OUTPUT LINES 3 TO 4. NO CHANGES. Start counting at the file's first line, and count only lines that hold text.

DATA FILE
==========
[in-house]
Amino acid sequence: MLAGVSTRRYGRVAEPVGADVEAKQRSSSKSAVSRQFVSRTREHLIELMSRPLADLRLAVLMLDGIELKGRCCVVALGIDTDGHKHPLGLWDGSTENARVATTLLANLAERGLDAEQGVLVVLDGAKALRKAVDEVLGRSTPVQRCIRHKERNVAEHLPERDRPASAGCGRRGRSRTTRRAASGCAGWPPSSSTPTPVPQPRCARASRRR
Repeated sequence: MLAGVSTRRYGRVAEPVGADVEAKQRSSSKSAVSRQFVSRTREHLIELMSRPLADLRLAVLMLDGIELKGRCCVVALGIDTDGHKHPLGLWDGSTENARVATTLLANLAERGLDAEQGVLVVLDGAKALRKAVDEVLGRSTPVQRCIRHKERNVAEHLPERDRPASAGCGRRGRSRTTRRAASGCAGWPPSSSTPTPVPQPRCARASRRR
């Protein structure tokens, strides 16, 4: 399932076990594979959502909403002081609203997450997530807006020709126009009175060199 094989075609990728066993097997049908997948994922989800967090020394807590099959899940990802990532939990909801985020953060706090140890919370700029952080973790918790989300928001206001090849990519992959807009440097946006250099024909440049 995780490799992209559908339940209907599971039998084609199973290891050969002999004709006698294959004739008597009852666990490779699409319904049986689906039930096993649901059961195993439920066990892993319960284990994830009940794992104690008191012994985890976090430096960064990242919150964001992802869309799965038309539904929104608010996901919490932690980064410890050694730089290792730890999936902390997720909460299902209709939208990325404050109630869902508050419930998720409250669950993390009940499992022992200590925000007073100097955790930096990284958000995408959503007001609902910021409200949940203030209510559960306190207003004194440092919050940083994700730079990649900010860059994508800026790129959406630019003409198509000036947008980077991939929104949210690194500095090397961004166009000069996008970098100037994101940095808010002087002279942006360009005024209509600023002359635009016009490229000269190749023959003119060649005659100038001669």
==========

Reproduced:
Repeated sequence: MLAGVSTRRYGRVAEPVGADVEAKQRSSSKSAVSRQFVSRTREHLIELMSRPLADLRLAVLMLDGIELKGRCCVVALGIDTDGHKHPLGLWDGSTENARVATTLLANLAERGLDAEQGVLVVLDGAKALRKAVDEVLGRSTPVQRCIRHKERNVAEHLPERDRPASAGCGRRGRSRTTRRAASGCAGWPPSSSTPTPVPQPRCARASRRR
């Protein structure tokens, strides 16, 4: 399932076990594979959502909403002081609203997450997530807006020709126009009175060199 094989075609990728066993097997049908997948994922989800967090020394807590099959899940990802990532939990909801985020953060706090140890919370700029952080973790918790989300928001206001090849990519992959807009440097946006250099024909440049 995780490799992209559908339940209907599971039998084609199973290891050969002999004709006698294959004739008597009852666990490779699409319904049986689906039930096993649901059961195993439920066990892993319960284990994830009940794992104690008191012994985890976090430096960064990242919150964001992802869309799965038309539904929104608010996901919490932690980064410890050694730089290792730890999936902390997720909460299902209709939208990325404050109630869902508050419930998720409250669950993390009940499992022992200590925000007073100097955790930096990284958000995408959503007001609902910021409200949940203030209510559960306190207003004194440092919050940083994700730079990649900010860059994508800026790129959406630019003409198509000036947008980077991939929104949210690194500095090397961004166009000069996008970098100037994101940095808010002087002279942006360009005024209509600023002359635009016009490229000269190749023959003119060649005659100038001669």